Entrepreneurs often complain that there’s not enough capital in the startup market, citing that as the reason for investors not being interested in their startup. That might be the case in some situations, but if you talk to VCs and business angels they will usually give a different reason: “Startup founders don’t understand that our goal is to make money and that not every single startup needs or should receive external funding”.
This correlates to what we said at the beginning of this article. Investors are in the game to make money and pay back its limited partners, and if they consider that a startup will not be able to grow enough to justify an investment, they won’t invest.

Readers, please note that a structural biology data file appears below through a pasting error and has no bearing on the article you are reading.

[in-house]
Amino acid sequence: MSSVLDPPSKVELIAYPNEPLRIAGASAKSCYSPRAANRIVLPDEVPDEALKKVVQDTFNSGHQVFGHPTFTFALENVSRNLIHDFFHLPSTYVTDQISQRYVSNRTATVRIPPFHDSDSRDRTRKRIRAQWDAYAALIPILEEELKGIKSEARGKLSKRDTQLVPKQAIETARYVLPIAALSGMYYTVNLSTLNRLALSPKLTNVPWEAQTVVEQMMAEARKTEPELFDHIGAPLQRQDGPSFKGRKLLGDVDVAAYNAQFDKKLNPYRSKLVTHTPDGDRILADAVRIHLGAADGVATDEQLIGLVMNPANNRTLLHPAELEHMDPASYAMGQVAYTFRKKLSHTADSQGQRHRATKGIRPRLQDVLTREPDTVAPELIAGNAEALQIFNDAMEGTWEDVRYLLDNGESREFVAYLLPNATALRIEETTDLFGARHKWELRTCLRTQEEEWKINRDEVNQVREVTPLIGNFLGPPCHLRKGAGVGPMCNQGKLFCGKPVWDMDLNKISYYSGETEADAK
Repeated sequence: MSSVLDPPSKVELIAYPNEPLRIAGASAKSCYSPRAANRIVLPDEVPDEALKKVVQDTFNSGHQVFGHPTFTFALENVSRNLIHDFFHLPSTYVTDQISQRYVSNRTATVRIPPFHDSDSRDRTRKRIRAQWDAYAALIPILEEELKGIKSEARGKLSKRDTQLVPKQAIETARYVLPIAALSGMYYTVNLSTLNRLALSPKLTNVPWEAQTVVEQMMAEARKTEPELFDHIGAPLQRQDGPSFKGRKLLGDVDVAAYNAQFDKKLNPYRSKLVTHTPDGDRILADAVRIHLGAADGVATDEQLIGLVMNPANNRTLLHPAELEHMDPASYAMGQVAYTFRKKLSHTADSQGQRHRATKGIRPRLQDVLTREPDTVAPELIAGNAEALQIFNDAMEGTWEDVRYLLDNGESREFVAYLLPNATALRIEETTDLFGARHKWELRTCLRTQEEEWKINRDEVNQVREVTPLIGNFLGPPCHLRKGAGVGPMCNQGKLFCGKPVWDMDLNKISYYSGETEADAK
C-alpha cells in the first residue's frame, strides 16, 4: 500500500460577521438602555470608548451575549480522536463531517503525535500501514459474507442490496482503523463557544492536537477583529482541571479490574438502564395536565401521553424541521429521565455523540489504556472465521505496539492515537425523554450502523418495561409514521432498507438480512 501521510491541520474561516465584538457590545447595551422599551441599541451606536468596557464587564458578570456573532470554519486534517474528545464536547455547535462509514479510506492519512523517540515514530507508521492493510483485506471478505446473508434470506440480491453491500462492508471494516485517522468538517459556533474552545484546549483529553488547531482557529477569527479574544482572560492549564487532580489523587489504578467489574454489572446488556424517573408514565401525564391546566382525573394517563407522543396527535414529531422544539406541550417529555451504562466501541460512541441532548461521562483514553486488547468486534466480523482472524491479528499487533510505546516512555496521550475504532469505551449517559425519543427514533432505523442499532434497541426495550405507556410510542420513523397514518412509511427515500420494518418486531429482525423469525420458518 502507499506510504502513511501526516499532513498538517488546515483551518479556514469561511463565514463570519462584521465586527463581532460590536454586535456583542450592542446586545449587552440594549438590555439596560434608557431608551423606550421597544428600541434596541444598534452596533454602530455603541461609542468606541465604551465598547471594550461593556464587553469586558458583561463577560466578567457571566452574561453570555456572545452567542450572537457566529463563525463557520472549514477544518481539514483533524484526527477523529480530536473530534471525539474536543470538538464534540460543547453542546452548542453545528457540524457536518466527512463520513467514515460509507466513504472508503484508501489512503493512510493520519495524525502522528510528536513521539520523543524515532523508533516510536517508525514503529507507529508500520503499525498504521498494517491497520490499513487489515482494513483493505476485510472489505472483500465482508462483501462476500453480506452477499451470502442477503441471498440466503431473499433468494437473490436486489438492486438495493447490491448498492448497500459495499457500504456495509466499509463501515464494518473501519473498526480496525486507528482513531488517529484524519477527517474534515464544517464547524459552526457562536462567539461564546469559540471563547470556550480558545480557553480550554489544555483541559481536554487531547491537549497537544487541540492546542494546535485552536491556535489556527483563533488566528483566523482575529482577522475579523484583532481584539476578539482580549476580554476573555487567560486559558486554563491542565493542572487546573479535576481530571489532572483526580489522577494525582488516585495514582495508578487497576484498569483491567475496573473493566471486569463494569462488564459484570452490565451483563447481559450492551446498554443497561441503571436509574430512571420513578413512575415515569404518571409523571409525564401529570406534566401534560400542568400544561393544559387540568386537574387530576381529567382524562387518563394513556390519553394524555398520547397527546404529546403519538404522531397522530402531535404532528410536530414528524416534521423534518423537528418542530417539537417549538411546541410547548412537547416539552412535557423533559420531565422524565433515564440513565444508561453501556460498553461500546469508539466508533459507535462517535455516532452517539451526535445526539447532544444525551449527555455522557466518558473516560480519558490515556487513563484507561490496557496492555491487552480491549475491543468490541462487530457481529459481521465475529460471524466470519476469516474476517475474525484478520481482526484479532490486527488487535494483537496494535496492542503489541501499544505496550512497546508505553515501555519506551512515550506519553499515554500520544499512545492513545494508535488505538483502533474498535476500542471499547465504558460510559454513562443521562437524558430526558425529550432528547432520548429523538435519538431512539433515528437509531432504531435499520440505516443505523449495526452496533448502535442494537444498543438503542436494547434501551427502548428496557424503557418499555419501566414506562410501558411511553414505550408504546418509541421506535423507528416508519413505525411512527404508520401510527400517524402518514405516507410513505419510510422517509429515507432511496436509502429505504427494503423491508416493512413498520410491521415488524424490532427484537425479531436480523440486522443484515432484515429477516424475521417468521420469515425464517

What is important for entrepreneurs to understand is that the fact that they can’t raise external funding doesn’t imply that their startup can’t grow and be successful. Startups such as Craigslist, AppSumo, Github or Braintree grew with no external money and by the time some of them received funding from institutional investors they were already big companies with significant traction and revenue.
Investors are a key part of the ecosystem and can provide the capital that many startups needed. That said, they are always looking for a return on their investment and for exceptional teams and products. Something that startups should take into consideration when approaching them.